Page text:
[UPDATE: Please see the Comment below the post, in which Cary Sylvester clarified a couple of things raised in this post.]
I had originally planned on writing a day-by-day diary of sorts for Midyear as I did a while back, but… frankly, things were moving so fast, and I was too busy sitting in meetings that I couldn’t get to any of that. And I’m glad I didn’t, because by the time I left, there were some new developments and things I learned that completely changed what I thought on Day 1.
This is… I don’t know what to call this… I guess it’s a post about my observations as well as questions from things I saw and heard, but there’s an incredibly juicy unconfirmed rumor floating around that might get some folks upset and I’m not entirely sure what to do with that. If I were a journalist, I’d try to get on-the-record confirmation, etc. etc., but… I’m not. So I’ll leave that task up to people like Andrea Brambila at Inman News. The fair thing that I can do as a blogger is to say it’s an unconfirmed rumor and go from there.
Without further ado… let’s get into the swing of things. There may or may not be videos accompanying these rumors, questions, and observations.
1. Beneath Polite, Convivial Front, a Cold War
I was young and new to this country when Ronald Reagan was elected President. So I was a teen when the Berlin Wall came down and the U.S. won the Cold War. But that does mean that I have some memories of living through the Cold War. I remember those televised scenes of summits between Reagan and Gorbachev, where there was much shaking of hands, civil politeness, and so on… while the U.S. and the USSR were pointing nuclear weapons at each other.
That’s sort of the theme of this year’s Midyear for me. Lots and lots of politeness, but underneath, churning waves of discontent, suspicion, distrust, and contempt.
For example, I attended the CMLS Brings It meeting and in the first… 10 minutes? the word “collaboration” was mentioned at least a dozen times. It seems that collaboration is one of the core values of CMLS, as newly formulated by its Board of Directors. And the only word used more than “unity” and “unify” might be the word “MLS” — but maybe not.
And it wasn’t just CMLS people saying that. Everyone from NAR to brokerages to Upstream representatives is talking collaboration, unity, coming together, etc. etc.
Then… the sessions end, people file out into the hallways, and… it’s “fuck them” muttered sotto voce.
I literally had one MLS exec say to me, “You know, I looked up the dictionary definition of “collaborate” — and we’re talking about the second definition here.” For your edification, Merriam-Webster:
Yeah, I’d say there’s a cold war going on.
I think it might be useful for the CMLS Board to survey their members to see if “collaboration” really is a Core Value of that organization.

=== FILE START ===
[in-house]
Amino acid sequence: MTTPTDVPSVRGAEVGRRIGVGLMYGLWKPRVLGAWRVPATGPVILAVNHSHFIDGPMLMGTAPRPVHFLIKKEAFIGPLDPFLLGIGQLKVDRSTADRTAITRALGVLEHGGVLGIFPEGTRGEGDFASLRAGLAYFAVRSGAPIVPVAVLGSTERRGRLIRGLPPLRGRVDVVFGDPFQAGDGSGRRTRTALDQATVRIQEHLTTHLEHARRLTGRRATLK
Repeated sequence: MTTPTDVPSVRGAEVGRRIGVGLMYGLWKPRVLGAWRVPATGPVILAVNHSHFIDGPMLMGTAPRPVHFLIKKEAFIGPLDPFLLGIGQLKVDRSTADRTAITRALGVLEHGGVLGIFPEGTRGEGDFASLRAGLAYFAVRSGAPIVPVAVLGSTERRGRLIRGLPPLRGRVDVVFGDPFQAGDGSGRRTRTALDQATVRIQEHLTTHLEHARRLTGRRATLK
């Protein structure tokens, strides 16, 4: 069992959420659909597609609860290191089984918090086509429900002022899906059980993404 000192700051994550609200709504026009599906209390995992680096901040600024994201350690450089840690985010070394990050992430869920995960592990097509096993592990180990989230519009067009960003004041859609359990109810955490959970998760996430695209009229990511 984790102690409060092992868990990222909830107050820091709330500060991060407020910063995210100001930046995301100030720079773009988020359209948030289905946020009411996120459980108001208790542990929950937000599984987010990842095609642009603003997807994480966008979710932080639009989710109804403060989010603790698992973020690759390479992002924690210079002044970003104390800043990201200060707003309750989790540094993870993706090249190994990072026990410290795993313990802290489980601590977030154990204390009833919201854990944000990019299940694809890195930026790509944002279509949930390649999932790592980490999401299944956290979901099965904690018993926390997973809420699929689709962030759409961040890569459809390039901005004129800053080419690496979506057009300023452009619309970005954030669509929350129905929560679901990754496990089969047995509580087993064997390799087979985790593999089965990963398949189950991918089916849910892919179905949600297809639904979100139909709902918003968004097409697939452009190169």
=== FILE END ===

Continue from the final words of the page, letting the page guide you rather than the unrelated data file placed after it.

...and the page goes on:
2. The Rumor… Upstream May Ditch RPR
The single biggest piece of news, if true, is a rumor that was floating around everywhere in DC. It may be completely false and irresponsible rumor, and passing it on might be completely irresponsible of me. But I don’t think so, because there’s a lot of smoke, which suggests the presence of a fire somewhere. Were I a journalist, I’d try to get on-the-record sources to confirm or deny the rumor, but that ain’t my job.
The rumor is that RPR, the technology partner of Upstream RE, LLC., has fallen so far short of technical goals and milestones that the brokers behind Upstream are seriously considering dumping RPR as its vendor/partner. I’ve heard various rumors that Corelogic has been approached, that various MLSs have been approached, that Upstream might build its own (now that Alex Lange has been named as CEO), and other variations on the theme. But they all point to deep dissatisfaction with RPR.
Once again, this might all be total bullshit, but if true, that’s a pretty big f’ing deal considering that NAR has funded the Upstream/RPR/AMP deal to the tune of $12 million just last year.
Now that Alex Lange has taken the job of CEO, I think one of the first things he’ll have to do is either dispel this false rumor immediately, or do some very sophisticated Jesus-Does-Lazarus deal, or get involved in some extra-fancy negotiations. I don’t envy the man. 🙂
3. Speaking of Upstream… A Few New Details
I’ll admit that one of these “new” things is directly because of me. But we’ll get there.
In a previous post, I asked the MLS executives at the Zillow Forum to ask Upstream, “What do you envision as the role of the MLS in a post-Upstream world?” Well, since I had the opportunity, I asked Cary Sylvester, who is one of the key architects of Upstream, that very question. Her response: “cooperation and compensation”.
Two things about that.